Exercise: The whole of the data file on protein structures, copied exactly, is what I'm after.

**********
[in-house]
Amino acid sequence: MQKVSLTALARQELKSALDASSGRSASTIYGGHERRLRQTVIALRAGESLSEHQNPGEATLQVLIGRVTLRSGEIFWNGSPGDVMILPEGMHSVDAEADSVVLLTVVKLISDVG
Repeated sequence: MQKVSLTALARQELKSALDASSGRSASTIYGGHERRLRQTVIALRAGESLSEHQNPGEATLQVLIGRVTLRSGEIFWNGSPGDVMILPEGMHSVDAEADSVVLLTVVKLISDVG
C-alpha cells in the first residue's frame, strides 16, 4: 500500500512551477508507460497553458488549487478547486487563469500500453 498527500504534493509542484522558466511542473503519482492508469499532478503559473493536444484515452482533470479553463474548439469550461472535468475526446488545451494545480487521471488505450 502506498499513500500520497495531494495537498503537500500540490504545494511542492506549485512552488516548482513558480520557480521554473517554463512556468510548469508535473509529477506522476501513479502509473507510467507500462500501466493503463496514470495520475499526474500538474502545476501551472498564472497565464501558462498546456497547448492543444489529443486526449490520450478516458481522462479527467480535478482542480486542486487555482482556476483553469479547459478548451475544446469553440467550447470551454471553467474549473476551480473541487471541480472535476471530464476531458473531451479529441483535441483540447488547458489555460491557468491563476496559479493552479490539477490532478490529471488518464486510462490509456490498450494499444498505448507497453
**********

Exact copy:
[in-house]
Amino acid sequence: MQKVSLTALARQELKSALDASSGRSASTIYGGHERRLRQTVIALRAGESLSEHQNPGEATLQVLIGRVTLRSGEIFWNGSPGDVMILPEGMHSVDAEADSVVLLTVVKLISDVG
Repeated sequence: MQKVSLTALARQELKSALDASSGRSASTIYGGHERRLRQTVIALRAGESLSEHQNPGEATLQVLIGRVTLRSGEIFWNGSPGDVMILPEGMHSVDAEADSVVLLTVVKLISDVG
C-alpha cells in the first residue's frame, strides 16, 4: 500500500512551477508507460497553458488549487478547486487563469500500453 498527500504534493509542484522558466511542473503519482492508469499532478503559473493536444484515452482533470479553463474548439469550461472535468475526446488545451494545480487521471488505450 502506498499513500500520497495531494495537498503537500500540490504545494511542492506549485512552488516548482513558480520557480521554473517554463512556468510548469508535473509529477506522476501513479502509473507510467507500462500501466493503463496514470495520475499526474500538474502545476501551472498564472497565464501558462498546456497547448492543444489529443486526449490520450478516458481522462479527467480535478482542480486542486487555482482556476483553469479547459478548451475544446469553440467550447470551454471553467474549473476551480473541487471541480472535476471530464476531458473531451479529441483535441483540447488547458489555460491557468491563476496559479493552479490539477490532478490529471488518464486510462490509456490498450494499444498505448507497453